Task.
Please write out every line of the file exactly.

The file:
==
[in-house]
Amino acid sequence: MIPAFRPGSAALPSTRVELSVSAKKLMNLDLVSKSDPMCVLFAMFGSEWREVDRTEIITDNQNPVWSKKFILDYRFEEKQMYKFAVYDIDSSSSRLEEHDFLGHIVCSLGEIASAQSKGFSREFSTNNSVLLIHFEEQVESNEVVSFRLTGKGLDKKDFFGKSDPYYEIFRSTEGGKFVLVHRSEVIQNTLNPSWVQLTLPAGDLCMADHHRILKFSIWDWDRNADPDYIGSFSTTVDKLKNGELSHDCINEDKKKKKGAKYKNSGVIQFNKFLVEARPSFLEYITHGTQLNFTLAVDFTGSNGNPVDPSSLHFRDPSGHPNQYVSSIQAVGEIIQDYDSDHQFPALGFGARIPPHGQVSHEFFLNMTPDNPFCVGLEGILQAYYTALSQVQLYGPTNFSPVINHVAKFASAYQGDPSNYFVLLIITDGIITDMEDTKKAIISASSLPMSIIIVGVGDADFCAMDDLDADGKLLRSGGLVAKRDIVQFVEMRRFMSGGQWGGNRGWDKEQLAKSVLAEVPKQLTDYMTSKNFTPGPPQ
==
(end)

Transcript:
[in-house]
Amino acid sequence: MIPAFRPGSAALPSTRVELSVSAKKLMNLDLVSKSDPMCVLFAMFGSEWREVDRTEIITDNQNPVWSKKFILDYRFEEKQMYKFAVYDIDSSSSRLEEHDFLGHIVCSLGEIASAQSKGFSREFSTNNSVLLIHFEEQVESNEVVSFRLTGKGLDKKDFFGKSDPYYEIFRSTEGGKFVLVHRSEVIQNTLNPSWVQLTLPAGDLCMADHHRILKFSIWDWDRNADPDYIGSFSTTVDKLKNGELSHDCINEDKKKKKGAKYKNSGVIQFNKFLVEARPSFLEYITHGTQLNFTLAVDFTGSNGNPVDPSSLHFRDPSGHPNQYVSSIQAVGEIIQDYDSDHQFPALGFGARIPPHGQVSHEFFLNMTPDNPFCVGLEGILQAYYTALSQVQLYGPTNFSPVINHVAKFASAYQGDPSNYFVLLIITDGIITDMEDTKKAIISASSLPMSIIIVGVGDADFCAMDDLDADGKLLRSGGLVAKRDIVQFVEMRRFMSGGQWGGNRGWDKEQLAKSVLAEVPKQLTDYMTSKNFTPGPPQ